Xianghan et al. (2015) proposed Spam detection method for social networks. A supervised machine learning approach to spam detection was proposed. The message's content and the user's behaviour were taken into consideration when implementing some key features. To identify spammers, the SVM classification algorithm was used with feature selection algorithms to identify the most important features and their weight. In addition, the feature extraction method was based on statistical analysis and human selection. However, the solution performs very well when the true positive rate of spammers and non-spammers is taken into consideration.
A. E-Mail Categorization
Mostafa et al. introduced attentive learning for e-mail categorization (2016). There are a lot of emails being sent out every day, and e-mail categorization is a hot topic. The dynamic behaviour of users is simulated while their new e-mails are categorised by an attentive learning approach for automatic e-mail categorization. Based on the actions of the users, researchers examined the different ways emails can be classified. E-mail categorization can be achieved by classifying the various aspects and structure format of an email as a feature set, which is a subset of the entire feature space, for an incoming message. After that, a sequence of the feature set was chosen for further study.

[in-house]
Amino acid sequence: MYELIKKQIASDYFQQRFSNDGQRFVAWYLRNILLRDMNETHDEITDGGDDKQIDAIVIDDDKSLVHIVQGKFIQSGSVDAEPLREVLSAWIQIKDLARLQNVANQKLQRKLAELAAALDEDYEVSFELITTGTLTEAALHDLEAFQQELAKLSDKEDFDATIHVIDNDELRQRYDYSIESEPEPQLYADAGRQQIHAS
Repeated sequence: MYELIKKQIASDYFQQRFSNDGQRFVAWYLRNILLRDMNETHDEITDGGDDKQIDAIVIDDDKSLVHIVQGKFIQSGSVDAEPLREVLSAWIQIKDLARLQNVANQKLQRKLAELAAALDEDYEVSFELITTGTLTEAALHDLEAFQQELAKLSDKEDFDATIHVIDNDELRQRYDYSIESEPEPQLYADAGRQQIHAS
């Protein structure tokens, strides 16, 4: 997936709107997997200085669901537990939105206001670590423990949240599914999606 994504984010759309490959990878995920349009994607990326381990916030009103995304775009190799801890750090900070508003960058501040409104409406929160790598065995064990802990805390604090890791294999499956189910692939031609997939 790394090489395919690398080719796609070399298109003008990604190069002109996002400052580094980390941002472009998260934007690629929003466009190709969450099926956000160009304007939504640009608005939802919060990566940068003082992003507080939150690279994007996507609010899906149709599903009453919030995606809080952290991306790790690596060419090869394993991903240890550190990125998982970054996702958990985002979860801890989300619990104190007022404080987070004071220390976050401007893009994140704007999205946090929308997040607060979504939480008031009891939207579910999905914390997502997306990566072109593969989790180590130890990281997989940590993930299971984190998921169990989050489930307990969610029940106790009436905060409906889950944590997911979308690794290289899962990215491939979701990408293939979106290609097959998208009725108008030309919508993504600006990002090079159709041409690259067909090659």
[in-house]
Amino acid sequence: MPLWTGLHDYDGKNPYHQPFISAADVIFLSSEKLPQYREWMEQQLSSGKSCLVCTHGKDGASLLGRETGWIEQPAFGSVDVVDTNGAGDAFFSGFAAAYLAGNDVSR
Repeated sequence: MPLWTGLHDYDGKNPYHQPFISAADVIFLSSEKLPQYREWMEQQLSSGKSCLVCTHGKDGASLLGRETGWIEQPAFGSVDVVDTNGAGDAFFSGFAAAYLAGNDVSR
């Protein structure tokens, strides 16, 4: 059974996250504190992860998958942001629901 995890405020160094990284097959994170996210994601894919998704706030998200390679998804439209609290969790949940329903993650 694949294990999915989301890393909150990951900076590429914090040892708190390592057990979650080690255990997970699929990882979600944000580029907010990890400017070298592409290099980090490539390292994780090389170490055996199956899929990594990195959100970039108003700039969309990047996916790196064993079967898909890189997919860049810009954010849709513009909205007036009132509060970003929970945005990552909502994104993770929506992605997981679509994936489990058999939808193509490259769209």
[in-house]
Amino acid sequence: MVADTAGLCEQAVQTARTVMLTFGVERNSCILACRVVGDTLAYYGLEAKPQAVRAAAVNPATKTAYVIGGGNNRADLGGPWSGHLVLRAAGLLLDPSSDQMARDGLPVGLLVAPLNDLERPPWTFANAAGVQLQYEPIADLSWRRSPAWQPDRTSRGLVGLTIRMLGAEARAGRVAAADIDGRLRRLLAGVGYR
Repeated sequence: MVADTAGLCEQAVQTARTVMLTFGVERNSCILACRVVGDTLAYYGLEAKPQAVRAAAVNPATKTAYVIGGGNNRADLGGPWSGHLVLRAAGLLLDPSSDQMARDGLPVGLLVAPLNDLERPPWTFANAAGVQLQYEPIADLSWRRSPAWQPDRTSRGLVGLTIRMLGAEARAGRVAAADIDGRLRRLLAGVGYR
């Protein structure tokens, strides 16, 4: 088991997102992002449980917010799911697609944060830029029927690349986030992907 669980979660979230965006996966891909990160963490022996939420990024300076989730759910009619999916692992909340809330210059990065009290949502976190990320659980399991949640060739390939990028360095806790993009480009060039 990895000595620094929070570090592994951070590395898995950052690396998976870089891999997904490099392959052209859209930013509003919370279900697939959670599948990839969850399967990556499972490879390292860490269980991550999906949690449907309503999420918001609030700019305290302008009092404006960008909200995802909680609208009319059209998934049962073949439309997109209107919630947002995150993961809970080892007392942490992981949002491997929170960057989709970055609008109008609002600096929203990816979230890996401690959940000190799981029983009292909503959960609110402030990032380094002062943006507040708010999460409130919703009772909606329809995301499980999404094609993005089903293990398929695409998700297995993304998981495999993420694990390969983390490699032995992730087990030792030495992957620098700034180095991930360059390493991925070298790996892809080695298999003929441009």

Decision Tree, Support Vector Machine (SVM), and NB classifiers were all compared to the Random Forest algorithm (RF) to see how well they performed. Only the user's classification of files and e-mails were successful in determining whether or not the automatic system was successful. E-mail folders are a major problem because the subject matter changes over time. Thus, the effectiveness of co-training for spam filtering was evaluated. As Iryna et al. (2013) explained, evolutionary algorithms can be used to improve the performance of spam filters. According to Faeze and colleagues (2019), the NB classifier can be used to identify web spam.
Szde Yu (2015) proposed Digital forensics faces a major hurdle here. Thousands and hundreds of artefacts were used in the digital investigation of the crime. Only e-mails are capable of generating a large amount of data and information. There have been numerous scenarios drawn from real e-mail forensics investigations. Criminals can use e-mail spamming as a means of reaching potential victims and facilitating their schemes. There are no forensic tools that can reliably detect spam e-mails, so digital investigators must have the necessary knowledge and patience to find out how crucial data is being sent out through content analysis. Detecting e-mail spam while minimising false positives and minimising false negatives is the primary concern in the field of e-mail spam detection.
IV. EFFECTIVE FILTERING OF UNSOLICITED MESSAGES FROM ONLINE SOCIAL NETWORKS